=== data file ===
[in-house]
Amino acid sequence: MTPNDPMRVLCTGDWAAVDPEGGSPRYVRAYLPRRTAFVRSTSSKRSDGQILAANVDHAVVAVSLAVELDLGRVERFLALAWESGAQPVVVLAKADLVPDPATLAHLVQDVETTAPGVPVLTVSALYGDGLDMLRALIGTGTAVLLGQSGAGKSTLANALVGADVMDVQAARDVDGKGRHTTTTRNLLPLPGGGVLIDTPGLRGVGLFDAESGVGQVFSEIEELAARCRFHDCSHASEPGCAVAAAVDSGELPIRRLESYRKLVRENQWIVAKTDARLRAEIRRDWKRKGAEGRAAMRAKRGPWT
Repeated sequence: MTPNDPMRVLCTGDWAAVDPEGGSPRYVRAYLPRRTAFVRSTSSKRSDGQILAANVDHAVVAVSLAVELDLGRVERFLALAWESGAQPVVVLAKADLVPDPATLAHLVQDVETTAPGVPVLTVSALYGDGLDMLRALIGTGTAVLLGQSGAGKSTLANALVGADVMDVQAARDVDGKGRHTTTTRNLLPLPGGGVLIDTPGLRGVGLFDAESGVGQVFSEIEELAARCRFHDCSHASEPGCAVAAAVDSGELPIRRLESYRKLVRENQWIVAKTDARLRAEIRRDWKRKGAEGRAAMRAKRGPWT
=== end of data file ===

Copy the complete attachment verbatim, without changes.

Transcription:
[in-house]
Amino acid sequence: MTPNDPMRVLCTGDWAAVDPEGGSPRYVRAYLPRRTAFVRSTSSKRSDGQILAANVDHAVVAVSLAVELDLGRVERFLALAWESGAQPVVVLAKADLVPDPATLAHLVQDVETTAPGVPVLTVSALYGDGLDMLRALIGTGTAVLLGQSGAGKSTLANALVGADVMDVQAARDVDGKGRHTTTTRNLLPLPGGGVLIDTPGLRGVGLFDAESGVGQVFSEIEELAARCRFHDCSHASEPGCAVAAAVDSGELPIRRLESYRKLVRENQWIVAKTDARLRAEIRRDWKRKGAEGRAAMRAKRGPWT
Repeated sequence: MTPNDPMRVLCTGDWAAVDPEGGSPRYVRAYLPRRTAFVRSTSSKRSDGQILAANVDHAVVAVSLAVELDLGRVERFLALAWESGAQPVVVLAKADLVPDPATLAHLVQDVETTAPGVPVLTVSALYGDGLDMLRALIGTGTAVLLGQSGAGKSTLANALVGADVMDVQAARDVDGKGRHTTTTRNLLPLPGGGVLIDTPGLRGVGLFDAESGVGQVFSEIEELAARCRFHDCSHASEPGCAVAAAVDSGELPIRRLESYRKLVRENQWIVAKTDARLRAEIRRDWKRKGAEGRAAMRAKRGPWT